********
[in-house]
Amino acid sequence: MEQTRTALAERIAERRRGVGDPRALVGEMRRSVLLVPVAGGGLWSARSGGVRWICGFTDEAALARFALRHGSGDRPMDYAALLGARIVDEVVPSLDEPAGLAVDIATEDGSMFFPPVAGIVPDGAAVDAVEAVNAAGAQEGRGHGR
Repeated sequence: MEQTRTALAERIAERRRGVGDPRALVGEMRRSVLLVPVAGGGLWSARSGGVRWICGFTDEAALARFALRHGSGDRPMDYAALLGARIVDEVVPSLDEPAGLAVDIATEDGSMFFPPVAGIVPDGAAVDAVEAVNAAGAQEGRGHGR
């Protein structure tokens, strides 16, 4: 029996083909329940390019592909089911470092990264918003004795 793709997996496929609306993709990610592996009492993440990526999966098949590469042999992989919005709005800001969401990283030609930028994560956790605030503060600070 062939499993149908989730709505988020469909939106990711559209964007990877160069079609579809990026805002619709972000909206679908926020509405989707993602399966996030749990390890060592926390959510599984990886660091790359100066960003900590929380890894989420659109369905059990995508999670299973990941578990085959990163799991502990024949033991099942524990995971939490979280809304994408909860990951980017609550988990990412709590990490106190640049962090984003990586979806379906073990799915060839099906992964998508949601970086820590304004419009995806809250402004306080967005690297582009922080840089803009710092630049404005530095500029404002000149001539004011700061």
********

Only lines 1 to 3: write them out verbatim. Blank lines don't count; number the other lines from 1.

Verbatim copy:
[in-house]
Amino acid sequence: MEQTRTALAERIAERRRGVGDPRALVGEMRRSVLLVPVAGGGLWSARSGGVRWICGFTDEAALARFALRHGSGDRPMDYAALLGARIVDEVVPSLDEPAGLAVDIATEDGSMFFPPVAGIVPDGAAVDAVEAVNAAGAQEGRGHGR
Repeated sequence: MEQTRTALAERIAERRRGVGDPRALVGEMRRSVLLVPVAGGGLWSARSGGVRWICGFTDEAALARFALRHGSGDRPMDYAALLGARIVDEVVPSLDEPAGLAVDIATEDGSMFFPPVAGIVPDGAAVDAVEAVNAAGAQEGRGHGR